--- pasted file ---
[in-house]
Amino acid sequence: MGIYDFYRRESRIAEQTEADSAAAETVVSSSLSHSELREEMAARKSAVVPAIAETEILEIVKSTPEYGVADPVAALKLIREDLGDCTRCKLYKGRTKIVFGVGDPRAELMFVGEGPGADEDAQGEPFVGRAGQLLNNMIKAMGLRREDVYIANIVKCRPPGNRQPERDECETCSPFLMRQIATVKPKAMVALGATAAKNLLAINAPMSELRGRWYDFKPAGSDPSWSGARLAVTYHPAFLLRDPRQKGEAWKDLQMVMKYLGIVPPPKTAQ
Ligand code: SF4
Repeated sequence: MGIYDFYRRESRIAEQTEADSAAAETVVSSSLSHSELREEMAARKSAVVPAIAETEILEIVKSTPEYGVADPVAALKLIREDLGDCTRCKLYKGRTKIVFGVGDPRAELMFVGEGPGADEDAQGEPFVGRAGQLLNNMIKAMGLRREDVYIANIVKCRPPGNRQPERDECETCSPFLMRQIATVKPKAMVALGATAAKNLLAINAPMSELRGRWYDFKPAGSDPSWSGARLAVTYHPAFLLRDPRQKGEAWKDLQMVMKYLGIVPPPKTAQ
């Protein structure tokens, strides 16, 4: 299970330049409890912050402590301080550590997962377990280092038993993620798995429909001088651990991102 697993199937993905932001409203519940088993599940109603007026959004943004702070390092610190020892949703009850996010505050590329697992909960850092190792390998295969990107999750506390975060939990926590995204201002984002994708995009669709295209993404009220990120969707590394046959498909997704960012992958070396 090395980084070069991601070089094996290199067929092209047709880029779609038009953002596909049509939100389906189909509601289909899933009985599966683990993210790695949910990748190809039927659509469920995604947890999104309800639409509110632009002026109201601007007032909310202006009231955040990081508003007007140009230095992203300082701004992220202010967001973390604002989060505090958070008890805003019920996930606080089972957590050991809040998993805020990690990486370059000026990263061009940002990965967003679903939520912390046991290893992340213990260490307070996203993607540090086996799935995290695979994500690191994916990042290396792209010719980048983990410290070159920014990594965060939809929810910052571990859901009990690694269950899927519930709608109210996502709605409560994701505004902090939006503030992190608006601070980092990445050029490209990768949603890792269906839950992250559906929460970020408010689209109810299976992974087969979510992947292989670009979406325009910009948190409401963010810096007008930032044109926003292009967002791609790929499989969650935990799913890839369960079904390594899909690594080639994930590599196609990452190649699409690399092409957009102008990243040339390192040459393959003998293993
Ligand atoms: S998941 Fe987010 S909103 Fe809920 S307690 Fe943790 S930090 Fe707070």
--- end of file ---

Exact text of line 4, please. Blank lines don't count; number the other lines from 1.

Repeated sequence: MGIYDFYRRESRIAEQTEADSAAAETVVSSSLSHSELREEMAARKSAVVPAIAETEILEIVKSTPEYGVADPVAALKLIREDLGDCTRCKLYKGRTKIVFGVGDPRAELMFVGEGPGADEDAQGEPFVGRAGQLLNNMIKAMGLRREDVYIANIVKCRPPGNRQPERDECETCSPFLMRQIATVKPKAMVALGATAAKNLLAINAPMSELRGRWYDFKPAGSDPSWSGARLAVTYHPAFLLRDPRQKGEAWKDLQMVMKYLGIVPPPKTAQ